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Medical Aid Films (MAF)

Coordinating Organisation Medical Aid Films (MAF), UK
Organisers/Type of Organisation NGO
Initiative Type Training, animations/films
Field of Science Involved Maternal health/birth practices
Target Audience(s) Skilled/community health workers, communities and individuals
Reach Global

Main Objectives

Medical Aid Films use film and innovative media to transform the health and wellbeing of women and children around the world.

Description of work

Medical Aid Films brings together world-class health and medical expertise with creative filmmakers from around the world – developing innovative media to transform the health and wellbeing of women and children in low-income countries. They have over 250 films in over 20 languages available for free on their website

They bring 10 years’ experience in developing and delivering high quality education and training films for major partners including Royal College of Obstetricians and Gynaecologists, Guy’s & St Thomas’, GE Healthcare, Department for International Development and many more.

Their approach focusses on Partnership – lasting, meaningful partnerships are at the heart of their work, from film development to delivery; Production – through rigorous expert review, they create accessible, engaging, high quality film content; Innovation — they use new technologies where appropriate to make their content accessible to health workers and communities, and, Making a difference — putting audiences first, they work to understand how people learn through film.

MAF work with medical and academic institutions, global NGOs, local partners, government departments and private sector partners. Some examples of recent projects include:

Global: with the International Confederation of Midwives, MAF produced a film celebrating the vital role of midwives around the world. The film – 'A Midwife Like Me' – shows how dedicated and skilled midwives can help women have the best experience before, during and after child birth, encouraging them to make their own informed decisions around normal birth practice.

Ethiopia, India and Zimbabwe: production of a training film for King’s College London’s ground breaking CRADLE VSA device, a cheap, robust and reusable life-saving tool that detects warning signs in pregnancy. The film shows how to check blood pressure and heart rate using the CRADLE VSA and also outlines the first steps to take if there is an abnormality in these readings.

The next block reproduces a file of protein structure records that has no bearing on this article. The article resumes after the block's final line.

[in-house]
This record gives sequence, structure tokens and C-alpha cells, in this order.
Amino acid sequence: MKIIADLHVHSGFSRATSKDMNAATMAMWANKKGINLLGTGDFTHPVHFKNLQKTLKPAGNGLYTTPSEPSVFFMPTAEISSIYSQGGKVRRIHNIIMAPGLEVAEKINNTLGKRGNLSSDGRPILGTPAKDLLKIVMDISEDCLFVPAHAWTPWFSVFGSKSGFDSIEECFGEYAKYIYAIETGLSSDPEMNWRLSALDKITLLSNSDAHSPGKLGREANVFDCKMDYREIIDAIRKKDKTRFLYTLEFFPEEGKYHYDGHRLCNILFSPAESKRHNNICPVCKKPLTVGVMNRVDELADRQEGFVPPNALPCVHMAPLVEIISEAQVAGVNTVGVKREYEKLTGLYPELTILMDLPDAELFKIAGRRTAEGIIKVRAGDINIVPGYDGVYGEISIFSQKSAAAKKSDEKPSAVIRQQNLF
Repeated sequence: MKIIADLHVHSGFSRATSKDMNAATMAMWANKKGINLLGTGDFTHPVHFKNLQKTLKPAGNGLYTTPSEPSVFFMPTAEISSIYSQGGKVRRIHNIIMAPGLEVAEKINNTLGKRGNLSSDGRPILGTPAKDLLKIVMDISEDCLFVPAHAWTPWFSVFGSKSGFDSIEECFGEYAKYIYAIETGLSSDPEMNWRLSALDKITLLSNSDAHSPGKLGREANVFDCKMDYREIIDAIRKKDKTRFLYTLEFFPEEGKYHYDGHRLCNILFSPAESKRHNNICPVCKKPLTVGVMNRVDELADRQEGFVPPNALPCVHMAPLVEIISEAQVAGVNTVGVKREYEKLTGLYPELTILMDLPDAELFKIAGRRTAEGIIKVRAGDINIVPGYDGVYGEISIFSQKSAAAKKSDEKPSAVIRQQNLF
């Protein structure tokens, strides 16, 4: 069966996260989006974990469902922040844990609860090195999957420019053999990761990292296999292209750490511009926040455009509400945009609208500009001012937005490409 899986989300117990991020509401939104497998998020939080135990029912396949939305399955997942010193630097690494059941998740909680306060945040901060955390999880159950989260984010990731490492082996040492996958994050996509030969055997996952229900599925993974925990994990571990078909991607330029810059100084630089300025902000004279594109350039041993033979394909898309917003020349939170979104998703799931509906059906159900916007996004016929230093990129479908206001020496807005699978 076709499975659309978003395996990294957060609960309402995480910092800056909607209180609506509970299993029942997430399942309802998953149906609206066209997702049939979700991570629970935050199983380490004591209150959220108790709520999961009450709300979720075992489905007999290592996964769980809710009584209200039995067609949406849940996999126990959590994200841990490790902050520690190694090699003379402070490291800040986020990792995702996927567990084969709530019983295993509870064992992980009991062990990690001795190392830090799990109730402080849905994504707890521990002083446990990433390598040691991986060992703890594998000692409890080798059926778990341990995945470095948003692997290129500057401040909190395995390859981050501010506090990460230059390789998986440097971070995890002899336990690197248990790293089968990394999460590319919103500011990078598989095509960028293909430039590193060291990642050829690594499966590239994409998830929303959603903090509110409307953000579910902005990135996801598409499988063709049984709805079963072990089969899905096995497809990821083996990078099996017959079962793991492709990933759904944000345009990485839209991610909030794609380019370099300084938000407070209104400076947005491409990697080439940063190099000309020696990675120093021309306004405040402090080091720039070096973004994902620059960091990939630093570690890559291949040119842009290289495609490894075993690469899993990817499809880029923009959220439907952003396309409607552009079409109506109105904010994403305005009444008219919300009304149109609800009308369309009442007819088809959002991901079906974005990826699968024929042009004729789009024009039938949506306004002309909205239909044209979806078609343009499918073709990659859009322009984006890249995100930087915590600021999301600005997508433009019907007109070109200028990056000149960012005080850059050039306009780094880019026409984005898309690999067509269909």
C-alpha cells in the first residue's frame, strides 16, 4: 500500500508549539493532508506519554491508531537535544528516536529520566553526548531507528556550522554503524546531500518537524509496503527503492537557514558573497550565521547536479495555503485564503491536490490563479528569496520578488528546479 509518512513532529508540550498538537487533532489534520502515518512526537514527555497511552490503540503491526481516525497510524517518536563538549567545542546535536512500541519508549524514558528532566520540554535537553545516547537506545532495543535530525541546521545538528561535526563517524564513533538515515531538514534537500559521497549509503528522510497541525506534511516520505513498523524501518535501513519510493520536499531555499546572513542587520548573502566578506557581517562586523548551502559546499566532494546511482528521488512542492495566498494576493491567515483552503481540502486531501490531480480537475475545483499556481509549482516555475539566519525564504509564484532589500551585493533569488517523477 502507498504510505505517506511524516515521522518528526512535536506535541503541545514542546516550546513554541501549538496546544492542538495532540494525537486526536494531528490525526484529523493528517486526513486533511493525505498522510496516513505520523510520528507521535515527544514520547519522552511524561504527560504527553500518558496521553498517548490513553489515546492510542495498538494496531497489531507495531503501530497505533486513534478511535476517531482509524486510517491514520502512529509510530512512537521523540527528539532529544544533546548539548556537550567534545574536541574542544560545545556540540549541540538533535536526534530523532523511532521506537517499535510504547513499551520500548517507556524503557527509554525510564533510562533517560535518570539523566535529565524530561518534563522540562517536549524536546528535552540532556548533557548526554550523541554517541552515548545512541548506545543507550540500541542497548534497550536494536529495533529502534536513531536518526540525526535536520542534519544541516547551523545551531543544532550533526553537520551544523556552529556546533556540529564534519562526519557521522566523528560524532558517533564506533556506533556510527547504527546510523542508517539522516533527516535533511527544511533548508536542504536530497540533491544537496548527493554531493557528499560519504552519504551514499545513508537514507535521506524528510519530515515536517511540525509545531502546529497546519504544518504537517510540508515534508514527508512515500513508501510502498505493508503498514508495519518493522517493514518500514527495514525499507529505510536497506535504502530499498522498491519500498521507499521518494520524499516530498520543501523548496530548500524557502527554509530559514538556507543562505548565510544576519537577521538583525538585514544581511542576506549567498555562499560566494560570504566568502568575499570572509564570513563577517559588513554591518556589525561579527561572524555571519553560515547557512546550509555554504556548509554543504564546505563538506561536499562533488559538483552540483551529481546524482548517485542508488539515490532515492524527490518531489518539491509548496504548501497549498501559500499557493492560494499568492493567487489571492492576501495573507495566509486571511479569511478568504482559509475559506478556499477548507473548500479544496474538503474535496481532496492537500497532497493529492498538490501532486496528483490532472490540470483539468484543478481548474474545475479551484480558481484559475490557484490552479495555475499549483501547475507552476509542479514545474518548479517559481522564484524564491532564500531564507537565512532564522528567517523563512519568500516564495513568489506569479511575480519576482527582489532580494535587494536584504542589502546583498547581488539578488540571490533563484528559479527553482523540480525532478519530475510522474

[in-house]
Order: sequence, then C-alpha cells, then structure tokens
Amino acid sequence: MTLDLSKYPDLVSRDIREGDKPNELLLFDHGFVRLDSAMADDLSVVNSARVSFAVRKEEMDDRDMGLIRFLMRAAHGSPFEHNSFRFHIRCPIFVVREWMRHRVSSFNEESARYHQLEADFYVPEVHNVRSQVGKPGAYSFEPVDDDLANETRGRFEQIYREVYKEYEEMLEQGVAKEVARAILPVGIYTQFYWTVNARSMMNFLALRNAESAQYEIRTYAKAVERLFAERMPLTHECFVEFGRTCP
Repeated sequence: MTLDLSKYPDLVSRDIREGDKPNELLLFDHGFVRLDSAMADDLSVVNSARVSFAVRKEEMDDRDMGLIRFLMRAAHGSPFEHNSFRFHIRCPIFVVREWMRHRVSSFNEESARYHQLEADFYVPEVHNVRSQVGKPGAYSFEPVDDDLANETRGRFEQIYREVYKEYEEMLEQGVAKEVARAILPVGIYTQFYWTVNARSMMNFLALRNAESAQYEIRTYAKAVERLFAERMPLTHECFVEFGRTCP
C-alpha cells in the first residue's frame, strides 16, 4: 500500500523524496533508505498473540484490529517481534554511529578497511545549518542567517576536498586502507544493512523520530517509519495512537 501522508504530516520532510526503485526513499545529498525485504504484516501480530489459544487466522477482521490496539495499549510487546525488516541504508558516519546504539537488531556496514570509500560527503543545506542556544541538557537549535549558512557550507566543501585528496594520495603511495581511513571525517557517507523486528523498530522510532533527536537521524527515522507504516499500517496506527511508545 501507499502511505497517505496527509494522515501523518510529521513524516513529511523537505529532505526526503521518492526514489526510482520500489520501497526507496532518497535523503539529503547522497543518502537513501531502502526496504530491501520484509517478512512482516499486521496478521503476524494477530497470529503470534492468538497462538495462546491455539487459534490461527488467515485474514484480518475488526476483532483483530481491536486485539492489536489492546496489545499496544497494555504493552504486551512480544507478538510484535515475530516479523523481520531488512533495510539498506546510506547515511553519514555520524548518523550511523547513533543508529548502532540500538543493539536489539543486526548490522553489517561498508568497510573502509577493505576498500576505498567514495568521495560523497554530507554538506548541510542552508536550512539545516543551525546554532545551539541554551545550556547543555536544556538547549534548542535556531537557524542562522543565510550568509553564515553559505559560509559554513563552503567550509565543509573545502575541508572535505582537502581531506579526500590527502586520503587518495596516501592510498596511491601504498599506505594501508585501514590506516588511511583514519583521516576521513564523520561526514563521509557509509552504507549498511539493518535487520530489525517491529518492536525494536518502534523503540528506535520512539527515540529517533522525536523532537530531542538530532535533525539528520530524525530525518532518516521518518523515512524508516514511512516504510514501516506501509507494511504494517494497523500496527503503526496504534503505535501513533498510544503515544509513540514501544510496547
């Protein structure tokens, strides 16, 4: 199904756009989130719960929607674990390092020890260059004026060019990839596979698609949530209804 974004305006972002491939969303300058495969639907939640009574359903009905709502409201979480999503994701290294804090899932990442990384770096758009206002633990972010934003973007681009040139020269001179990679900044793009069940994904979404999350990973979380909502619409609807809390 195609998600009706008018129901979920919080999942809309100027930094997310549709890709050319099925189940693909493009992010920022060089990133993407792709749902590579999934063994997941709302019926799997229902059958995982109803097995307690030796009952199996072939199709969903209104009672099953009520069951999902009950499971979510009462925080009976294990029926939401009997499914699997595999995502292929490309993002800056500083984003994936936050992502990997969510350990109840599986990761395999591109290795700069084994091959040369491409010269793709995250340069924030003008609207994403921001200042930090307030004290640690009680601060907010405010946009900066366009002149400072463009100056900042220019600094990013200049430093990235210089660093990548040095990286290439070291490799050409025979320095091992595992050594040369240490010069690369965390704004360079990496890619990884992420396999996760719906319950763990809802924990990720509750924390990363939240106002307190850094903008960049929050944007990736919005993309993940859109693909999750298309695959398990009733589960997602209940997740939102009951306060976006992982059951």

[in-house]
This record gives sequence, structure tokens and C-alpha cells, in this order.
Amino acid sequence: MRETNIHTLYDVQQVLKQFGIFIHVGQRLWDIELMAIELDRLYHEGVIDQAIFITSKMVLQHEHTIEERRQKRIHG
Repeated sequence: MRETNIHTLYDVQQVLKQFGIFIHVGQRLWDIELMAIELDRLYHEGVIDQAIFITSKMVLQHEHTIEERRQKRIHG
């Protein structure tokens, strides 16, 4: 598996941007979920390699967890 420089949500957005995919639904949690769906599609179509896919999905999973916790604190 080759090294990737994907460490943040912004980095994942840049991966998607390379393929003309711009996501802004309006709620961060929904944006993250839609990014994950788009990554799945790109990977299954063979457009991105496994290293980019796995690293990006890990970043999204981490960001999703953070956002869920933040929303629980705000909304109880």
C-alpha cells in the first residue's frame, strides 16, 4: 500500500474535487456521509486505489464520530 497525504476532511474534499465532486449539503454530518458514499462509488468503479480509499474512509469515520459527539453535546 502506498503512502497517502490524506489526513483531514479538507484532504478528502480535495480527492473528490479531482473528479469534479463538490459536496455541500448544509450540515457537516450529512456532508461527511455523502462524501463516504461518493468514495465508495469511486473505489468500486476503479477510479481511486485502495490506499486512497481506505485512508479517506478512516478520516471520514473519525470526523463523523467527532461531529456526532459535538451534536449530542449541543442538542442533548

Sudan: New animations from their participatory film workshop are part of the ground-breaking Girls’ Education South Sudan Programme (GESS), where girls’ lives are being transformed by access to education, in a country where on-going conflict continues to have a devastating effect on schooling and the education sector.

Working with Mott MacDonald’s UK Aid funded programme, GESS and Medical Aid Films undertook a participatory film and animation workshop in May 2017, to bring together teenage girls to tell their stories to a wider audience. Ten girls from several different locations were selected to ensure diverse representation, the workshop was held in Juba.  The resulting films and animations explore the challenges faced by girls living in South Sudan. The animations are made up of images drawn by the girls themselves and the participants also recorded the narrations to help bring the films to life. The films cover 3 different themes, common within young female communities in South Sudan. 

Conflict and displacement – ‘Poni’s Journey’, follows a young girl being displaced due to conflict and moving to the protection of civilian camps in Juba.

Economic poverty – ‘Keji Counts’, follows a young girl having to miss school as her mother thinks fees are too expensive. Instead she works with her mother at their tomato stall in the market. Keji’s maths skills mean she is able to help her mother improve their business, which eventually enables her mother to send Keji and her siblings back to school.

Attitudes to girls’ education – ‘Rose the Engineer’, follows a young girl called Rose skipping school as she does not see any value in it, instead spending time with her boyfriend on his motorbike. When the motorbike breaks down, the engineer at the garage asks why Rose is not at school. Rose is inspired by the engineer’s work and starts attending school so that she can train to become an engineer herself.

More information


Medical Aid Films’ has a systematic approach to evaluation and learning giving an insight into their wider constituency of engaged film users. Three examples include:

Evaluation Summary – Transforming Maternal Health in the DRC: this report summarises findings from a feasibility study of the Nyangezi Maternal Health pilot intervention, where Medical Aid Films content was integrated into their health education and promotional work.

Evaluation Summary – Chitambo Film Project Zambia: in 2012, Medical Aid Films worked with Chitambo Hospital in eastern Zambia to run film screenings at biweekly antenatal care clinics and during monthly outreach sessions at rural health posts. This report outlines the findings from the monitoring and evaluation aspect of the project.

Annual Survey, 2016: the 2016 Annual Survey was their first ever electronic survey focusing on the ‘reach’ and the ‘use’ of our films. The survey is part of their M&E framework – Medical Aid Films’ systematic approach to evaluation and learning – and gives an insight into the wider constituency of engaged film users.  

Resources used or generated

Websites, films, videos, animations - all available online

Contact Details
Principal Contact Will Sanderson
Address 16 Lincoln's Inn Fields, London, WC2A 3ED, UK
e-mail Will Sanderson
Social Media Facebook - MedicalAidFilms
Twitter - @MAFfilmsforlife
Instagram - medicalaid_films

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